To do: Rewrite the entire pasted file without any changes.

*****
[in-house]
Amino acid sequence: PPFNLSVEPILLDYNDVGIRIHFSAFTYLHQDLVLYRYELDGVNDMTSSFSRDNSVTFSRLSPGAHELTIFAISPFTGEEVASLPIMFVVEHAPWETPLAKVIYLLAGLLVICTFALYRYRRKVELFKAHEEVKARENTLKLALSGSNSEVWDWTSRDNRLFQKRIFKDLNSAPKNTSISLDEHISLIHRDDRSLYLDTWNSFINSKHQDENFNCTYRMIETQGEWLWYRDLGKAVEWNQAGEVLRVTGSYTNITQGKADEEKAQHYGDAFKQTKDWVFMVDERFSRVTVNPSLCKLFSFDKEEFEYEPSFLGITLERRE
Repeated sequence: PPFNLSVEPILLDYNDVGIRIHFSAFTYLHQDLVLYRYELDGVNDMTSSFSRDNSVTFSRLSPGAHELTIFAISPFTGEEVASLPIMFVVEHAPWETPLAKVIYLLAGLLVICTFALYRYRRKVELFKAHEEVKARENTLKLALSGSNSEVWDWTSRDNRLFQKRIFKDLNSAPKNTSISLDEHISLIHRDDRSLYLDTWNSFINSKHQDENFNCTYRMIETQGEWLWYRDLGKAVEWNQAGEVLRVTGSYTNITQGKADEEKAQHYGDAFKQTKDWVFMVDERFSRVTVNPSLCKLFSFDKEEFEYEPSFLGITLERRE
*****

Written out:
[in-house]
Amino acid sequence: PPFNLSVEPILLDYNDVGIRIHFSAFTYLHQDLVLYRYELDGVNDMTSSFSRDNSVTFSRLSPGAHELTIFAISPFTGEEVASLPIMFVVEHAPWETPLAKVIYLLAGLLVICTFALYRYRRKVELFKAHEEVKARENTLKLALSGSNSEVWDWTSRDNRLFQKRIFKDLNSAPKNTSISLDEHISLIHRDDRSLYLDTWNSFINSKHQDENFNCTYRMIETQGEWLWYRDLGKAVEWNQAGEVLRVTGSYTNITQGKADEEKAQHYGDAFKQTKDWVFMVDERFSRVTVNPSLCKLFSFDKEEFEYEPSFLGITLERRE
Repeated sequence: PPFNLSVEPILLDYNDVGIRIHFSAFTYLHQDLVLYRYELDGVNDMTSSFSRDNSVTFSRLSPGAHELTIFAISPFTGEEVASLPIMFVVEHAPWETPLAKVIYLLAGLLVICTFALYRYRRKVELFKAHEEVKARENTLKLALSGSNSEVWDWTSRDNRLFQKRIFKDLNSAPKNTSISLDEHISLIHRDDRSLYLDTWNSFINSKHQDENFNCTYRMIETQGEWLWYRDLGKAVEWNQAGEVLRVTGSYTNITQGKADEEKAQHYGDAFKQTKDWVFMVDERFSRVTVNPSLCKLFSFDKEEFEYEPSFLGITLERRE